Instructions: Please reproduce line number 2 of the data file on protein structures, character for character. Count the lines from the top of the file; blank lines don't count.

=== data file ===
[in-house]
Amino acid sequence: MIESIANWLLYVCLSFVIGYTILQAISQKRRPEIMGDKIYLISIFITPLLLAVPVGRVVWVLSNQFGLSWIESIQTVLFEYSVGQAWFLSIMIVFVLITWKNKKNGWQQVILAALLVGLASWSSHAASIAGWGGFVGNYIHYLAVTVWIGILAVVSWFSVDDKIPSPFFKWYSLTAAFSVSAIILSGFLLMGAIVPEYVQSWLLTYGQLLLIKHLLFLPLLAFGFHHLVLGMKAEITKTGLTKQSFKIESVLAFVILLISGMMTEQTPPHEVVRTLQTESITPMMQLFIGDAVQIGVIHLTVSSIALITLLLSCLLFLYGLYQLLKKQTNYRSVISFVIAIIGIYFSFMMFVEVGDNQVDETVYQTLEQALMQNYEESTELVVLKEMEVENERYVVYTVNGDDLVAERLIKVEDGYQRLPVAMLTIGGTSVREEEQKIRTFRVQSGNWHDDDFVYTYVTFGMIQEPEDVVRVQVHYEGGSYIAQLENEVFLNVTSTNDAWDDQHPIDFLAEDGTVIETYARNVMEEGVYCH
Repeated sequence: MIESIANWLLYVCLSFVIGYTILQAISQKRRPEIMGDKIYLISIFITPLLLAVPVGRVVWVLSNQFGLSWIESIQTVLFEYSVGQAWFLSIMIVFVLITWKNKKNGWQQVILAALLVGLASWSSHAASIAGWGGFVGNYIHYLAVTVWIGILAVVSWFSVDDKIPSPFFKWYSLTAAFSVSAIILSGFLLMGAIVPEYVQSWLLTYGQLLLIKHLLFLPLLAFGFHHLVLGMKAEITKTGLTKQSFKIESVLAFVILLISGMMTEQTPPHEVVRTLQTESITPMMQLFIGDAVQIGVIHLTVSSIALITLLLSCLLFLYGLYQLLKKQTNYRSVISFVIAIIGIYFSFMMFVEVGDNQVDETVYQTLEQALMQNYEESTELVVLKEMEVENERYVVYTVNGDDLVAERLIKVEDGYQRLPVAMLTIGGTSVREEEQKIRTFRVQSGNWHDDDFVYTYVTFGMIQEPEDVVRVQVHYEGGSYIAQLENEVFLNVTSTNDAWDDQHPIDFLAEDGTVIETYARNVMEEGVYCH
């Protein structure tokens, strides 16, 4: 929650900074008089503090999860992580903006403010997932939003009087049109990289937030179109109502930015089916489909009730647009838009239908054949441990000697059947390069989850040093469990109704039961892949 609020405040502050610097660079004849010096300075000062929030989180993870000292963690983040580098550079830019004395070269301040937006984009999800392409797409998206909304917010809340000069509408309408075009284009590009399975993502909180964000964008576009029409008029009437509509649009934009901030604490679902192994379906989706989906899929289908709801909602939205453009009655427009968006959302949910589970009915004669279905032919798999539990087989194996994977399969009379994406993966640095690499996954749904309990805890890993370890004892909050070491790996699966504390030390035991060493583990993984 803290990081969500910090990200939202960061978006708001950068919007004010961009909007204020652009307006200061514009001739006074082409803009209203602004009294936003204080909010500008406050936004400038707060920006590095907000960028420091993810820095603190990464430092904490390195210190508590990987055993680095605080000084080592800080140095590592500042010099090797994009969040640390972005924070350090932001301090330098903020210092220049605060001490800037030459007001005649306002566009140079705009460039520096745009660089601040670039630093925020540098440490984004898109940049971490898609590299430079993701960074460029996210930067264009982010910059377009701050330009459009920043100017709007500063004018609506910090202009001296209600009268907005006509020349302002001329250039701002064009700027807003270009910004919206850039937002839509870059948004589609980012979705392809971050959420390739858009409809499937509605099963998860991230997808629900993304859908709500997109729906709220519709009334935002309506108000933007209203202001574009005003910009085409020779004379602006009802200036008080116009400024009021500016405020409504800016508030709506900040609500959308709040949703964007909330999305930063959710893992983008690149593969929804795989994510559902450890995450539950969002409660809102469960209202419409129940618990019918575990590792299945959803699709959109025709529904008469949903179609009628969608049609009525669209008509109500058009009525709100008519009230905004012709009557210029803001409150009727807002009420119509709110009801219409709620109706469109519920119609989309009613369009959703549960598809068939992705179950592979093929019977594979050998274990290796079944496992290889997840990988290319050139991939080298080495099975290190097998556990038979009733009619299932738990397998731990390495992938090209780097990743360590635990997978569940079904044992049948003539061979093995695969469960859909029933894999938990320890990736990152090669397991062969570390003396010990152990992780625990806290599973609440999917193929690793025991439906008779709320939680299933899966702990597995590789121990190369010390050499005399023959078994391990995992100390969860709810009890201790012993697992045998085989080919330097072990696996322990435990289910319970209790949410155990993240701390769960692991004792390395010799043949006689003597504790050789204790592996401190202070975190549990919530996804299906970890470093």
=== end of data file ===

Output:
Amino acid sequence: MIESIANWLLYVCLSFVIGYTILQAISQKRRPEIMGDKIYLISIFITPLLLAVPVGRVVWVLSNQFGLSWIESIQTVLFEYSVGQAWFLSIMIVFVLITWKNKKNGWQQVILAALLVGLASWSSHAASIAGWGGFVGNYIHYLAVTVWIGILAVVSWFSVDDKIPSPFFKWYSLTAAFSVSAIILSGFLLMGAIVPEYVQSWLLTYGQLLLIKHLLFLPLLAFGFHHLVLGMKAEITKTGLTKQSFKIESVLAFVILLISGMMTEQTPPHEVVRTLQTESITPMMQLFIGDAVQIGVIHLTVSSIALITLLLSCLLFLYGLYQLLKKQTNYRSVISFVIAIIGIYFSFMMFVEVGDNQVDETVYQTLEQALMQNYEESTELVVLKEMEVENERYVVYTVNGDDLVAERLIKVEDGYQRLPVAMLTIGGTSVREEEQKIRTFRVQSGNWHDDDFVYTYVTFGMIQEPEDVVRVQVHYEGGSYIAQLENEVFLNVTSTNDAWDDQHPIDFLAEDGTVIETYARNVMEEGVYCH